Monday, April 2, 2012

Lower Than Higher Math

Lower Than Higher Math

Everything should be made as simple as possible, but not simpler.
Albert Einstein

Math class.  Fond memories?
The valuable lessons that could have been learned in grade school math were squandered.  Teachers, some of whose abilities were better suited to selling door knobs, and textbooks that seemed entirely irrelevant, made for a miserable experience. 
The outcome was predictable.  Didn’t learn much.
That was then.  Now, some of that math would be handy in real life.  Time lost on the job site due to math inability can become frustrating and costly.
“Hey Jim, how much rock do we need to bring in?”  Here’s a math question disguised in an on-the-job conversation.  Jim needs to bring a hole up to grade with base rock.  Using a tape measure and lot level, Jim and co-worker see an 8 ft. by 12 ft area that needs to be raised 6 inches.
The fellow at the rock plant won’t appreciate hearing that you need 8 by 12 by 6 worth of rock.  After all, he had the same math teacher that you did.  He only wants to know how many cubic yards of what material.  Period.
Uh oh.  I know, I’ll buy one of those construction calculators.  But what buttons do I push?  Tick tick tick.  There goes some profit.
How did it come to be that you missed this life lesson?  Marginal math literacy is a common shortcoming.  You are not alone.
Think back to grade school.  Was it that untalented teacher who droned on about the water cycle, Christopher Columbus, or fractions?  It all sounded the same.
Or there was an important math fundamental that you just didn’t quite understand.  Perhaps you were a little sick, or distracted, or bored.  You unknowingly missed something crucial and never quite recovered from that moment.    This may have happened in fourth grade.
All through the next many years of school, you got by in math class.  After all, you never were going to actually need this stuff.   Now, how much rock does that hole require?
Let’s see, 8 feet times 12 feet times 6 inches.  That’s 8x12x6, punch into calculator, that’s 576.  That hole isn’t big enough to be 576 cu yards or cubic feet.  I know I can do this.
“Okay class, turn to page 123.  Jim what’s the answer to number 6?” 
Fourth grade.  Miss Tedium.  Yucko.  Who needs number six or this class?  It’s for jerks and brainiacs like Arthur Cerebral over there who seems to know all of the answers.  Probably he gets his head stuck in doorways.  I wish someone could really explain this to me.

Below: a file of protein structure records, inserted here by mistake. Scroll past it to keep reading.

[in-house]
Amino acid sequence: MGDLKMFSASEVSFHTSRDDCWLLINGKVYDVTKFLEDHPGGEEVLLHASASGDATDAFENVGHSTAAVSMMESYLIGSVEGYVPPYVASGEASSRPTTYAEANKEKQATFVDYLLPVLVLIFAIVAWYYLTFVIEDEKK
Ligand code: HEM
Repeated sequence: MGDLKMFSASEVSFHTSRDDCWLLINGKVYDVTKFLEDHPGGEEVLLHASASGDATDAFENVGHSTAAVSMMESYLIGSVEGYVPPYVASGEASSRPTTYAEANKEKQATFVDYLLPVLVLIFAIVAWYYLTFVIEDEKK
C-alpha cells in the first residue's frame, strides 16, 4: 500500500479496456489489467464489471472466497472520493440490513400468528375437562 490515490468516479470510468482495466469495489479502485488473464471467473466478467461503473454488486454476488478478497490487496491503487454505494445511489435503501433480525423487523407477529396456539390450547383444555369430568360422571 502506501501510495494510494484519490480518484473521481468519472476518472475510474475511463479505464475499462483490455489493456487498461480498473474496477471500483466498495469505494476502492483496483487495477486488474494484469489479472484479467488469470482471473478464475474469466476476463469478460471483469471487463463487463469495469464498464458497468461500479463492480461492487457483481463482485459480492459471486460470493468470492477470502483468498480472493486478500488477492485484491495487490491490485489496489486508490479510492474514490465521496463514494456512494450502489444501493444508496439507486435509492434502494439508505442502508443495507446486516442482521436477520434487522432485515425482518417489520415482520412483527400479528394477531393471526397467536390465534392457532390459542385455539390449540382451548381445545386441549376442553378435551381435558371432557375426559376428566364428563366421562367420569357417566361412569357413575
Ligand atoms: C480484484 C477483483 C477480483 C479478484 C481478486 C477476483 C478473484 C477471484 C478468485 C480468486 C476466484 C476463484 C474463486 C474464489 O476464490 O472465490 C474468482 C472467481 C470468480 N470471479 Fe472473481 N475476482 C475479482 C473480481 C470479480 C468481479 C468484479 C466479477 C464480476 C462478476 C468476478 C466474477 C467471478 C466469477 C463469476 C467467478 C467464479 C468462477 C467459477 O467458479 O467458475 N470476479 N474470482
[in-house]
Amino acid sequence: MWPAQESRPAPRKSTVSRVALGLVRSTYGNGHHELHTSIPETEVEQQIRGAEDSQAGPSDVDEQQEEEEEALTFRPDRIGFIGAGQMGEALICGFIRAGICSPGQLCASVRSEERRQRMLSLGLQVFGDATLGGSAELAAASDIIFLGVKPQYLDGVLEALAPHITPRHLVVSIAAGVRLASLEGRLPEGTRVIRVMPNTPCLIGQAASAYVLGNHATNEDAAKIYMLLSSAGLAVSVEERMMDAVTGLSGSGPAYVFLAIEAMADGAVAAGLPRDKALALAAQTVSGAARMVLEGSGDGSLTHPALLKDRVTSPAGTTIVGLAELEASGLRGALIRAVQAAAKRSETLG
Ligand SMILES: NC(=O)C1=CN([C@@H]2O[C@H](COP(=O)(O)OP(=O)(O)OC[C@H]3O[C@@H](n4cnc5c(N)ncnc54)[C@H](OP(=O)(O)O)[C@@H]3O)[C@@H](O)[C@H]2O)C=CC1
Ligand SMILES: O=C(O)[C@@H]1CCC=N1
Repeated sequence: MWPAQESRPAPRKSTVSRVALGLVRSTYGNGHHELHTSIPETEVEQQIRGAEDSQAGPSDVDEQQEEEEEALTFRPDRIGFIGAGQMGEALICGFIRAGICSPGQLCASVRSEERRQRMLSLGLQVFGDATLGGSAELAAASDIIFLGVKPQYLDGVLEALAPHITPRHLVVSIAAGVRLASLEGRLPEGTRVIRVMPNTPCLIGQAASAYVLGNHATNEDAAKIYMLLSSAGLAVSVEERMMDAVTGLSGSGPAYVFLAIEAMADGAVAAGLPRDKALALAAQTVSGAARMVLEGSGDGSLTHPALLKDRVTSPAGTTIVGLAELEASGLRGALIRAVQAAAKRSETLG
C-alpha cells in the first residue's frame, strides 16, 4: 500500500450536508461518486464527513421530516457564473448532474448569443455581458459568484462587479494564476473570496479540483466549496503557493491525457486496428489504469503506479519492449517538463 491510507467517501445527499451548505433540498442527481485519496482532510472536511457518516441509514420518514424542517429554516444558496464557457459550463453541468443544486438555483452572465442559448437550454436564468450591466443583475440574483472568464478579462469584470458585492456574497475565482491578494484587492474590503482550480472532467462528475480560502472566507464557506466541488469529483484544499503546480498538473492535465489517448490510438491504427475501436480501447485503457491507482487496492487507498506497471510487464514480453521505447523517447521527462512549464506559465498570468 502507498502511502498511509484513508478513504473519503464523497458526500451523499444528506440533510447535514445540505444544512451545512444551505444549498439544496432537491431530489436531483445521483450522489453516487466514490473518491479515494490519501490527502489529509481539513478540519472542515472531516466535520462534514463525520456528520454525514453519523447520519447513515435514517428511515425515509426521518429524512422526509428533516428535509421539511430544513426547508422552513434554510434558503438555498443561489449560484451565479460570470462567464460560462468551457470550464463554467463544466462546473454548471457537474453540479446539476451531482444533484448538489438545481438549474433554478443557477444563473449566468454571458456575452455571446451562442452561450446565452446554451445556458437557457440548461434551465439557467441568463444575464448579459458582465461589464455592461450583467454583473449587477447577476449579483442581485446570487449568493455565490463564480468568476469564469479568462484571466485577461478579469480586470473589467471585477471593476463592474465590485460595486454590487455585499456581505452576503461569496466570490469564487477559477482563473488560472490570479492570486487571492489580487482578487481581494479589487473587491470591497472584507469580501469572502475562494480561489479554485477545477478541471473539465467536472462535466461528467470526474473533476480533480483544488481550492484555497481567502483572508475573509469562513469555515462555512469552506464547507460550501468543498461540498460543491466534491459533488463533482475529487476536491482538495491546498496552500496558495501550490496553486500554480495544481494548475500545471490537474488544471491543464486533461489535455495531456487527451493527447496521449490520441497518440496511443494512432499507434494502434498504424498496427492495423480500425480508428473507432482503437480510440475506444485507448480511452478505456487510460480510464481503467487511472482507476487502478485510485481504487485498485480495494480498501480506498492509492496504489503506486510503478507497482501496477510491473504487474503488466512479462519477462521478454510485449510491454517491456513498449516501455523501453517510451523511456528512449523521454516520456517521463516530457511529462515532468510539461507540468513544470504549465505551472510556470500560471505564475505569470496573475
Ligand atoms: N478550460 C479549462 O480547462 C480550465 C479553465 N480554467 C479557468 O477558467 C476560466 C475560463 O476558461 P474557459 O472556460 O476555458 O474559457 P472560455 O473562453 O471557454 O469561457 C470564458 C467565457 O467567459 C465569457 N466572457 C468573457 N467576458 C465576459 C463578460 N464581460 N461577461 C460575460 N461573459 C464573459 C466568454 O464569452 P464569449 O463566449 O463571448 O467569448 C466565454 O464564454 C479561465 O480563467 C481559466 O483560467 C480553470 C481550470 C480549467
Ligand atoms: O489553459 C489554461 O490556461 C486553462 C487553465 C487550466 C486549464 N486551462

“We need to fill this hole.  Let’s start again.”  Taking the time to confirm your measurements, you are confident that the rock needed is 8 ft x 12 ft x 6 inches deep.  Fortunately, there is one fellow in the crew who can answer this.  More in a hurry than embarrassed, you ask for help.  Your coworker solves the problem in a few moments.  You can see that there is no magic here.  Damn.
“No Jim, that’s not quite right.  Does anyone else know the answer to number 6?”  Darn.  And so it goes.  Lost and frustrated in fourth grade through to the present.
For a moment, forget about the math class memories; Miss Tedium, Arthur Cerebral, number 6.  Would your life be easier, less stressful, or more lucrative if you were adept with math?  For many of us, the answer is, yes.
The benefits of math competence on the job should be clear; the ability to solve the question at hand, with confidence, and in an efficient time.  This translates to greater work status and more production in a given day.

Alan Cook
Copyright ©2010
Alan Cook is a carpenter, cabinet maker, and solar installer who has seen, first-hand, the problems with math deficiency in the trades. He authored A Trip to the Number Yard: A Fun and Easy Guide to the Math You Need for Construction to help trades people become more proficient in math and thereby do better in their jobs.

Sunday, March 25, 2012

Math Failure; The Missing Tool

“A lie can be halfway around the world while the truth is putting on its shoes.”  Mark Twain